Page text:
A double-pair is frequently worn by Zaphod Beeblebrox.

  11. mcdj macrumors G3


    Jul 10, 2007
    I noted the polarizing effect on the wifi only iPad in the Apple store a few weeks ago. I was wearing polarized sunglasses and could only see the screen in landscape.

    Yesterday I bought a 64GB 3G, and fitted it with a Speck anti glare screen protector before turning it on. Upon turning it on, the screen is not polarized in any direction.

    Dunno if that's because of the screen protector or if the 3G glass is somehow different. Wouldn't be the first time. The 24" iMac screen and the 27" screen have different polarization.
  12. Krevnik macrumors 68040


    Sep 8, 2003
    Light polarization is very sensitive. If you pass it through certain materials, the effects of polarizing the light are lost, as it becomes unpolarized again. This is why 3D movies in theaters require specific materials to be used for the screen itself, to preserve the polarity of light reflecting off of it.

    All LCDs use polarizing filters (both the old style used in digital watches, and what you see on your LCD TV or computer display). It's part of the core design of the LCD. The light from the backlight goes through one filter, then the crystal matrix, and then another filter at a right angle to the first. The electrical signals to the sub-pixels control how much the light 'rotates' to match the front filter. Done this way, you turn a pixel off by just making it so that the light doesn't rotate, and is instead blocked by the front filter. (Wiki has a more in-depth explanation on this)

    Interestingly enough, this is the same reason you don't get real deep blacks without also controlling the backlight like current LED TVs now do. Two polarizing filters at right angles won't block 100% of the light passing through, just the vast, vast majority of it.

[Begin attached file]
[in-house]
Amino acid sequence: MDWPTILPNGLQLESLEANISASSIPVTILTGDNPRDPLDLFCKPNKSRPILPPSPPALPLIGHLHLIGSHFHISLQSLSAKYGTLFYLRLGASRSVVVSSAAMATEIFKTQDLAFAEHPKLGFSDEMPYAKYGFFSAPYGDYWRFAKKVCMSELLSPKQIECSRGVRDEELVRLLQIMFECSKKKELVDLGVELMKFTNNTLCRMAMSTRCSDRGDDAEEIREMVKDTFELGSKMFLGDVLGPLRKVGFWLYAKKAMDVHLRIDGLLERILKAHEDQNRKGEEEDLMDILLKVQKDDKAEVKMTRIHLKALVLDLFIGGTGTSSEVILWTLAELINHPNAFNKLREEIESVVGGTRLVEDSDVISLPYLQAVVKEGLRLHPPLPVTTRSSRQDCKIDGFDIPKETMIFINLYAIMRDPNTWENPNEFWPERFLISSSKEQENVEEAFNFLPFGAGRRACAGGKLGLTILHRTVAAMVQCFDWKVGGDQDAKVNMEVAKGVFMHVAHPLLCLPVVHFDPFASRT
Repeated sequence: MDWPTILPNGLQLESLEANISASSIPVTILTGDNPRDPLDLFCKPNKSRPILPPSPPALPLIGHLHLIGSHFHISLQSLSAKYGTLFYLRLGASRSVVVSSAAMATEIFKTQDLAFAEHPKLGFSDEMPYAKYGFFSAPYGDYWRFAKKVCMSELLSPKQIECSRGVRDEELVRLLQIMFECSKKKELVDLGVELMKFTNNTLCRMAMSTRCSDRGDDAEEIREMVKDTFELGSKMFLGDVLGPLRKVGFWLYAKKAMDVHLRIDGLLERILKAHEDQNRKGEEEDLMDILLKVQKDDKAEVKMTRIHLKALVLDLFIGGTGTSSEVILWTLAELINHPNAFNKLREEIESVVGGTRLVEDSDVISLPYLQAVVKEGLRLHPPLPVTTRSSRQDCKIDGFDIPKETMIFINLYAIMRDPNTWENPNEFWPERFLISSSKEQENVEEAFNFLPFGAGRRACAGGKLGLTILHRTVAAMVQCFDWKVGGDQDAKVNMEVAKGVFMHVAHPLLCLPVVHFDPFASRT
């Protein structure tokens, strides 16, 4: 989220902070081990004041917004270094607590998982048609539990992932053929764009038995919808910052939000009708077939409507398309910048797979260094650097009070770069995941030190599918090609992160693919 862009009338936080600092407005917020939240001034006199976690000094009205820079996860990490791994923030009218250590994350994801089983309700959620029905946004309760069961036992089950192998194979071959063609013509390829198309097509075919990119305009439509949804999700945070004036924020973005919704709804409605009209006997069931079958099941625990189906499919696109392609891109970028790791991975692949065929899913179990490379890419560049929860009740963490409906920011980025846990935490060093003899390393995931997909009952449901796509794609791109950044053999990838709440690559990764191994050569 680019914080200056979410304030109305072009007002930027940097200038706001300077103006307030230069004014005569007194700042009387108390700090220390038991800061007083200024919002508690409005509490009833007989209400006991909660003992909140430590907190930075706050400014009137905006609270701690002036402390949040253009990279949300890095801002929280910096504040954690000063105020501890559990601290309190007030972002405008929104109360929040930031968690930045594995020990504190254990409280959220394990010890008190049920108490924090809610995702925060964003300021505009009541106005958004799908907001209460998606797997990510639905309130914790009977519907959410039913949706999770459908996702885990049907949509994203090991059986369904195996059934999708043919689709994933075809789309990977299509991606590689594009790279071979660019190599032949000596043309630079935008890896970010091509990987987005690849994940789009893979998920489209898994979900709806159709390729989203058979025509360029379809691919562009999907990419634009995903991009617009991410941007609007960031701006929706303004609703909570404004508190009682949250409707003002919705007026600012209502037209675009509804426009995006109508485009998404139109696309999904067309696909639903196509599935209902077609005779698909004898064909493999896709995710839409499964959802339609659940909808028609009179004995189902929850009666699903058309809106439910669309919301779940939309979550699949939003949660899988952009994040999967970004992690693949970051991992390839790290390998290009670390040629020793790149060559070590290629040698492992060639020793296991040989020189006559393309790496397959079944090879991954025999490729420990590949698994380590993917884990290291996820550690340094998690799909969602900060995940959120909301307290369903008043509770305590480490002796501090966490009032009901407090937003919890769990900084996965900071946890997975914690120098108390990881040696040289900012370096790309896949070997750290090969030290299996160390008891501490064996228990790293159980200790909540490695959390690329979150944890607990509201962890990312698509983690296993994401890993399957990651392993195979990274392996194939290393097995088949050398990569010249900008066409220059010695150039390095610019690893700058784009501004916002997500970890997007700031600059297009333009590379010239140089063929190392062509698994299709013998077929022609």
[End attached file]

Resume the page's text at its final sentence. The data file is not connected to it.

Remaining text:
What's likely happening is that the anti-glare film has a property to it that will scramble the rotation of the light coming out, unpolarizing it. It might be a side effect of the design (it is meant to provide a matte surface to light, which has lots of small imperfections at specific angles), or intentional. Not sure.
  13. MobiusStrip, Nov 25, 2011
    Last edited: Nov 25, 2011

    MobiusStrip macrumors regular

    Dec 11, 2009
    The problem here is that Apple polarized the screen in the wrong direction for mobile applications, which is where most people will be wearing sunglasses.

    For example, pilots keep the iPad on a kneeboard, which is where they'd keep their paper notebook and checklists if they weren't using an iPad for those things. A kneeboard orients the iPad vertically (portrait orientation) on top of your thigh so you can look down at it while flying. I don't think I've ever seen a pilot fly in the daytime without sunglasses, and a great many good sunglasses are polarized. So Apple has crippled the iPad for aviation use.

    Portrait is also the most space-efficient orientation for a vehicle (where horizontal space is at a premium). It also makes the most sense for navigation and map usage in a vehicle, since portrait orientation can show you more of what's ahead (if you keep the map in "forward is up" mode instead of "north is up").

    So there's no advantage to making the screen visible in landscape orientation, but there are advantages to making it visible in portrait. Apple knows about the problem and has had the costs of this error pointed out. Unfortunately they don't have the greatest track record when it comes to acting on design defects when customers report them. Witness their continued production of laptops that have no real Delete key (but inexplicably have a dedicated Eject key for that all-but-dead optical media).

  14. goosnarrggh macrumors 68000

    May 16, 2006
    Most sources I've read -- including FAA recommendations -- universally pan polarized sunglasses as unsuitable for use in aviation. It may be more difficult -- and possibly expensive -- to find nonpolarized sunglasses with quality that's equivalent to some of their higher-end poalrized cousins, but they are more highly recommended for aviators.

    So Apple's decision hasn't necessarily done anything to cripple the iPad for aviation use, provided the pilots are following best practice guidelines for eye protection.